Chlamydia Trachomatis Persistence in Vitro: An Overview
Chlamydiae growing in target mucosal human epithelial cells in vitro can transition from their normal developmental cycle progression, alternating between infectious but metabolically inactive elementary bodies to metabolically active but noninfectious reticulate bodies (RBs) and back to elementary bodies, into a state of persistence. Persistence in vitro is defined as viable but noncultivable chlamydiae involving morphologically enlarged, aberrant, and nondividing RBs. The condition is reversible, yielding infectious elementary bodies after removal of the inducers, including penicillin, interferon-gamma, iron or nutrient starvation, concomitant herpes infection, or maturation of the host cell into its physiologically differentiated state. All aberrant RB phenotypes are not the same, owing to differing up- or down-regulated chlamydial gene sets and subsequent host responses. Although all persistence-inducing conditions exist in vivo, key questions include (1) whether or not aberrant chlamydial RBs occur in vivo during the alternating acute-silent chronic-acute chlamydial infection scenario that exists in infected patients and animals and (2) whether such aberrant RBs can contribute to prolonged, chronic inflammation, fibrosis, and scarring.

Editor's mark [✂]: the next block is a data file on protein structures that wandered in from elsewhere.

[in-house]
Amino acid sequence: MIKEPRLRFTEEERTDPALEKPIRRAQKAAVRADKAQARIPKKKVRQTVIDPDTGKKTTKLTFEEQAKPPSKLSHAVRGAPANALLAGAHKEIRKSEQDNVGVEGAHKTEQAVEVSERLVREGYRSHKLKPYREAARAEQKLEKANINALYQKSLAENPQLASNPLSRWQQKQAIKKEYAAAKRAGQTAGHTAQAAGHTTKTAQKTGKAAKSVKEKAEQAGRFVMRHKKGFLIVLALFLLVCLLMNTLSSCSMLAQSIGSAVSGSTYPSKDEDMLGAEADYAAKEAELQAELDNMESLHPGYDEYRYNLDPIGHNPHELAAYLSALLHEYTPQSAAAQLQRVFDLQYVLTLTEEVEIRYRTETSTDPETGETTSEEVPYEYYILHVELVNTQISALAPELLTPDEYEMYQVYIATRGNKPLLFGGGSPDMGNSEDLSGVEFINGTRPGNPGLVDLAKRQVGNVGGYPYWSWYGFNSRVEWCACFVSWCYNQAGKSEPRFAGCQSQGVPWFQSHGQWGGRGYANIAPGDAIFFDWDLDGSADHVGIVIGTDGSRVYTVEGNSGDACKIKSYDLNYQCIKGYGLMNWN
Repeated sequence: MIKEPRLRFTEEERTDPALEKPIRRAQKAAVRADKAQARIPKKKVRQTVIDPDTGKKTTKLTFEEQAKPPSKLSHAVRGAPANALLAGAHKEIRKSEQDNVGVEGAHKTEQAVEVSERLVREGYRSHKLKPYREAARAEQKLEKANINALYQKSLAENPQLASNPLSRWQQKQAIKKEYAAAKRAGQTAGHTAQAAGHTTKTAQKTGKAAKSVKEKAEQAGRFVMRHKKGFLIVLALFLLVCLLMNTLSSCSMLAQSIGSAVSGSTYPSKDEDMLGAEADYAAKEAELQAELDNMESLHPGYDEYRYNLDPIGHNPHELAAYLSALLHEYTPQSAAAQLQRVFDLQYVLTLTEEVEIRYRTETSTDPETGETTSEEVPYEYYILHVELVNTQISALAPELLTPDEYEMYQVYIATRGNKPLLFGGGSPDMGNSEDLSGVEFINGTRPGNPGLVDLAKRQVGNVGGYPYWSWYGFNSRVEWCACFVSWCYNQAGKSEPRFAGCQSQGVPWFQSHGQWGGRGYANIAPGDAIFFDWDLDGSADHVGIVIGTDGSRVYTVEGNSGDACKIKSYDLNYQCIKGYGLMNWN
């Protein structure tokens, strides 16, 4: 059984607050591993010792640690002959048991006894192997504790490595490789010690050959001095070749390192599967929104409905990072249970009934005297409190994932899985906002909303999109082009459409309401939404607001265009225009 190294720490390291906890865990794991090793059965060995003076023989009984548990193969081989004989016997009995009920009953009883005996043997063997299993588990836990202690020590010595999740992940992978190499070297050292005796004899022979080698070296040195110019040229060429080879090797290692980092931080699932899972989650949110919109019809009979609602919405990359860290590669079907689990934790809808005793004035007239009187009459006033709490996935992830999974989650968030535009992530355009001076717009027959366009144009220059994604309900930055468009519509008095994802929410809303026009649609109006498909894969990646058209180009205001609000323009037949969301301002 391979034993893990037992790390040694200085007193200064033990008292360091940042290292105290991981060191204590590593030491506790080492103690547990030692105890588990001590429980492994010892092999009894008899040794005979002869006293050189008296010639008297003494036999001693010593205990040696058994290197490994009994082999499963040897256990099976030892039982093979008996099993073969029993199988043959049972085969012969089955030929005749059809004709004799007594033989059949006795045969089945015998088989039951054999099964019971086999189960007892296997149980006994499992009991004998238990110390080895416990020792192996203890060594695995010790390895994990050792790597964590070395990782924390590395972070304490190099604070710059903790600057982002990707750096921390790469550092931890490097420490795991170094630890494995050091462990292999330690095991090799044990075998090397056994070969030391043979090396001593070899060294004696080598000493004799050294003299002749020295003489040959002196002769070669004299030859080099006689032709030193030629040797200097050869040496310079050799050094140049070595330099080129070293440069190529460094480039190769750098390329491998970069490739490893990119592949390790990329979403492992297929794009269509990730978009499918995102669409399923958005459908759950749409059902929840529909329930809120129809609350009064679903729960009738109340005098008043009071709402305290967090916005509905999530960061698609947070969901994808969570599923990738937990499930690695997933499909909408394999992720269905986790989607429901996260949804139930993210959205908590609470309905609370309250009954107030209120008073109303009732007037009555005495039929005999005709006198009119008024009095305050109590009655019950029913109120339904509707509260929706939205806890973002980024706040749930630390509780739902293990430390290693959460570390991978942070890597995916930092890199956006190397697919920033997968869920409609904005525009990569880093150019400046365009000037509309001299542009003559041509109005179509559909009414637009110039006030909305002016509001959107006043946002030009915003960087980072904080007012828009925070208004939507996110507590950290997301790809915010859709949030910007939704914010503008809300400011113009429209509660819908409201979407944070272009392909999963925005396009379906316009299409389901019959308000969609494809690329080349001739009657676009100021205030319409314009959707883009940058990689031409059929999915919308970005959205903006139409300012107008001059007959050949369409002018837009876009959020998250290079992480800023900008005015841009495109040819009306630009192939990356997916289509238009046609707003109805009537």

Wyrick, Priscilla B., "Chlamydia Trachomatis Persistence in Vitro: An Overview" (2010). ETSU Faculty Works. 251.